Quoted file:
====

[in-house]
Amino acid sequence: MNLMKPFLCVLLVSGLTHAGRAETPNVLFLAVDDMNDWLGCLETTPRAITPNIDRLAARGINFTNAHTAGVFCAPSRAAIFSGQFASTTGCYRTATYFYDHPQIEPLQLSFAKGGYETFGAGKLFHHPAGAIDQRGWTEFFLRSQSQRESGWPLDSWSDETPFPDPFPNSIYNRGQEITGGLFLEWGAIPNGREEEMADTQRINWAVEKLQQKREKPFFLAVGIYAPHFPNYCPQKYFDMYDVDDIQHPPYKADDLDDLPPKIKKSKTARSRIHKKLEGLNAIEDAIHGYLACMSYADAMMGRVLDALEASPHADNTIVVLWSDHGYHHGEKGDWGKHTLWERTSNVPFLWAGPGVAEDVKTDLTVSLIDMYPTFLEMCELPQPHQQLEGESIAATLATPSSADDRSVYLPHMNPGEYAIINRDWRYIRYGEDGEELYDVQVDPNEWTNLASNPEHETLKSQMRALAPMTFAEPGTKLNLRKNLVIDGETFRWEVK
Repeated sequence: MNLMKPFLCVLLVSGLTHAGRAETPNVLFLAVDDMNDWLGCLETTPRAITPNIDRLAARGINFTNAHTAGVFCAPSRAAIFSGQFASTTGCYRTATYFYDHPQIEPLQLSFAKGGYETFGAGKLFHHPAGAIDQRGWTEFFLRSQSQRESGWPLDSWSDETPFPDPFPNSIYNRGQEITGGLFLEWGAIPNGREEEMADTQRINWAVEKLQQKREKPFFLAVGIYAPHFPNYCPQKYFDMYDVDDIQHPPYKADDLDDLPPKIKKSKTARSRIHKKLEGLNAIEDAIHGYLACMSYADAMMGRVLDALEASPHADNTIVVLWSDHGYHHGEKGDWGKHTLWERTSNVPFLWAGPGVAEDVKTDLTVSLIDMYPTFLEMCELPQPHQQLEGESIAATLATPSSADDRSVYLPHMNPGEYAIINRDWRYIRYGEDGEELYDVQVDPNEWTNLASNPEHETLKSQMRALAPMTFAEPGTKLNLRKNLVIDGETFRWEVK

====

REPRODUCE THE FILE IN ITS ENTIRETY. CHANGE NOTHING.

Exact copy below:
[in-house]
Amino acid sequence: MNLMKPFLCVLLVSGLTHAGRAETPNVLFLAVDDMNDWLGCLETTPRAITPNIDRLAARGINFTNAHTAGVFCAPSRAAIFSGQFASTTGCYRTATYFYDHPQIEPLQLSFAKGGYETFGAGKLFHHPAGAIDQRGWTEFFLRSQSQRESGWPLDSWSDETPFPDPFPNSIYNRGQEITGGLFLEWGAIPNGREEEMADTQRINWAVEKLQQKREKPFFLAVGIYAPHFPNYCPQKYFDMYDVDDIQHPPYKADDLDDLPPKIKKSKTARSRIHKKLEGLNAIEDAIHGYLACMSYADAMMGRVLDALEASPHADNTIVVLWSDHGYHHGEKGDWGKHTLWERTSNVPFLWAGPGVAEDVKTDLTVSLIDMYPTFLEMCELPQPHQQLEGESIAATLATPSSADDRSVYLPHMNPGEYAIINRDWRYIRYGEDGEELYDVQVDPNEWTNLASNPEHETLKSQMRALAPMTFAEPGTKLNLRKNLVIDGETFRWEVK
Repeated sequence: MNLMKPFLCVLLVSGLTHAGRAETPNVLFLAVDDMNDWLGCLETTPRAITPNIDRLAARGINFTNAHTAGVFCAPSRAAIFSGQFASTTGCYRTATYFYDHPQIEPLQLSFAKGGYETFGAGKLFHHPAGAIDQRGWTEFFLRSQSQRESGWPLDSWSDETPFPDPFPNSIYNRGQEITGGLFLEWGAIPNGREEEMADTQRINWAVEKLQQKREKPFFLAVGIYAPHFPNYCPQKYFDMYDVDDIQHPPYKADDLDDLPPKIKKSKTARSRIHKKLEGLNAIEDAIHGYLACMSYADAMMGRVLDALEASPHADNTIVVLWSDHGYHHGEKGDWGKHTLWERTSNVPFLWAGPGVAEDVKTDLTVSLIDMYPTFLEMCELPQPHQQLEGESIAATLATPSSADDRSVYLPHMNPGEYAIINRDWRYIRYGEDGEELYDVQVDPNEWTNLASNPEHETLKSQMRALAPMTFAEPGTKLNLRKNLVIDGETFRWEVK